This blog is always a bit of a potpourri—writing, spirituality, travel, chit-chat, whatnot—but more this week than most. One day, I wrote about Lent; the very next about romantic love. Can I help it if Ash Wednesday and Valentine’s Day fell on the same week this year?
As a result, this Great Stuff for Writers Friday will include a bit from each of these two oh-so-different topics. First, the serious one.
Lent, as I wrote earlier this week, is an observance that meant a great deal to me growing up as a Roman Catholic girl, and one that still resonates though I’m now more of a spiritual/Buddhist/eclectic/agnostic. As I researched Lent for my blog this week, I came across two posts that I felt captured quite beautifully what Lent means to Christians, and would be enlightening to anyone interested in exploring Lent.
The first is from the BBC website. It explains the etymology of the word “lent” (from “lengthen,” it turns out), the significance of 40 days in the Judeo-Christian tradition, the symbolism of the Lenten color, purple, and the differences between Eastern and Western observances of Lent. It also discusses Shrove Tuesday—the day before Ash Wednesday—and its role in the observance of Lent, including the origin of the Shrove Tuesday ritual of pancake races, something I didn’t even know existed.
A second post, originally published in the Catholic magazine Our Sunday Visitor, is a reflection on the biblical story of Christ and the Samaritan woman at the well. If you find religions of all sorts as fascinating as I do, this article will give you some insight into Christian thinking, interesting whether you’re a believer or not.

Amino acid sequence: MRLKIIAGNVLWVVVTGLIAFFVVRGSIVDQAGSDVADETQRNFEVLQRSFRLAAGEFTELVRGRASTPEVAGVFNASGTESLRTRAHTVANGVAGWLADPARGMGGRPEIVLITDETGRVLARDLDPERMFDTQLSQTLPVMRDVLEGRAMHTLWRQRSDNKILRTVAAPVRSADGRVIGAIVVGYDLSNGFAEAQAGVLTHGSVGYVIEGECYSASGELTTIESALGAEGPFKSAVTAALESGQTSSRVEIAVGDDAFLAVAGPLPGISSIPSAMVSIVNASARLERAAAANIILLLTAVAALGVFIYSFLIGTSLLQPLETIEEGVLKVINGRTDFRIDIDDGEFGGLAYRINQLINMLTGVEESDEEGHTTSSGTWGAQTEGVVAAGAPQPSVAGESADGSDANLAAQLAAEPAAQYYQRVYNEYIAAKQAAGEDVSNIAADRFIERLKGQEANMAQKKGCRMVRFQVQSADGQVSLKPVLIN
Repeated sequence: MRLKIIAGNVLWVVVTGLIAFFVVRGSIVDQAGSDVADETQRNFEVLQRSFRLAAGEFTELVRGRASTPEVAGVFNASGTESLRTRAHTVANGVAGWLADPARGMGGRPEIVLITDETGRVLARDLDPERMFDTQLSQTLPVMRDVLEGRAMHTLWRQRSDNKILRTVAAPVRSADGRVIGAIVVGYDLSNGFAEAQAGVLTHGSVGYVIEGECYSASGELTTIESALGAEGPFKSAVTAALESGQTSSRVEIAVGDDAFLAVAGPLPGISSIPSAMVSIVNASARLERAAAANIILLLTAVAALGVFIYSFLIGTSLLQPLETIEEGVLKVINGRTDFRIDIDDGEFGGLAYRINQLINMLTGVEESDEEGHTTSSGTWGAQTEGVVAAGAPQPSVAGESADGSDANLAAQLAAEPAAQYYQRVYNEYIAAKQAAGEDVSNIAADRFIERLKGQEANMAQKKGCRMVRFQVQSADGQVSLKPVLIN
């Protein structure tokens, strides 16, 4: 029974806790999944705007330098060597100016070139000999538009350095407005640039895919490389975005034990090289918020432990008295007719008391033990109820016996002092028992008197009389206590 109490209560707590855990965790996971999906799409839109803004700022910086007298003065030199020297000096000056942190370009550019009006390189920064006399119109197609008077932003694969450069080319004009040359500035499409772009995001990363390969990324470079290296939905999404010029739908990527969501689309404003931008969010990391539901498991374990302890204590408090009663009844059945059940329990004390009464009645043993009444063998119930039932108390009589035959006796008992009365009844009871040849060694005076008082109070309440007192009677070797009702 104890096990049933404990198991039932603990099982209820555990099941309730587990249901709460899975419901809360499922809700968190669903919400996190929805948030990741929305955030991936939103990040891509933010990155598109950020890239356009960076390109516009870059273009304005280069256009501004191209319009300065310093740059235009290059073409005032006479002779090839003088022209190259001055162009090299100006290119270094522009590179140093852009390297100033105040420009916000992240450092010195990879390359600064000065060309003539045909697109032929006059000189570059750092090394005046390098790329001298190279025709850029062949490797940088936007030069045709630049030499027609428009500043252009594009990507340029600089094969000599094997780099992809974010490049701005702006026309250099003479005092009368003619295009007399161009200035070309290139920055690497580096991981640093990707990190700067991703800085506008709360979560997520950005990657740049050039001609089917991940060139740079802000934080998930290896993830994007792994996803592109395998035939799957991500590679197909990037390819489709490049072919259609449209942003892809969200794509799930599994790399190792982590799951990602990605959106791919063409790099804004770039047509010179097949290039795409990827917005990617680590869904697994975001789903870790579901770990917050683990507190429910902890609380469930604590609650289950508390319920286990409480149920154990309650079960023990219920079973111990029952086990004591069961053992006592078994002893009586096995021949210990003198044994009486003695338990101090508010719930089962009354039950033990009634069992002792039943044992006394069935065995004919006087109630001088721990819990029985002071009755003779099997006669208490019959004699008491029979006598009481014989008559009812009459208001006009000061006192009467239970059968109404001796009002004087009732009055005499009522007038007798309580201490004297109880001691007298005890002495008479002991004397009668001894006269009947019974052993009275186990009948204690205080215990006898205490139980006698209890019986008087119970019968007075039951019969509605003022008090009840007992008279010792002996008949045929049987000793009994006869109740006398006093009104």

Now on to the very different topic of romantic love. There is a lot of information about there on the blogosphere about this topic, which seems to be on every writer’s mind. Here are three of the most useful.
Interested in hearing five accomplished novelists talk about how they write about love? Listen to the audio recording of this interview with Christopher Beha (What Happened to Sophie Wilder), Jami Attenberg (The Middlesteins), Nina Revoyr (Wingshooters), Robert Goolrick (Heading Out to Wonderful) and Scott Hutchin (A Working Theory of Love) on thetakeaway.org for some excellent insights from people who know what they’re talking about.
Elin Hilderbrand (The Castaways) discusses writing about middle-aged romance in this short article on more.com, and what makes older love such a compelling topic.
And, if you’re looking for a straightforward how-to on writing about romance, Writing World offers “Twenty Steps to Writing Great Love Scenes” by Karen Wiesner. Enjoy!
Causes Jill Jepson Supports
Humane Society of the United States, Defenders of Wildlife, Interational Society for the Protection of Burros and Mustangs, National Wildlife Federation,...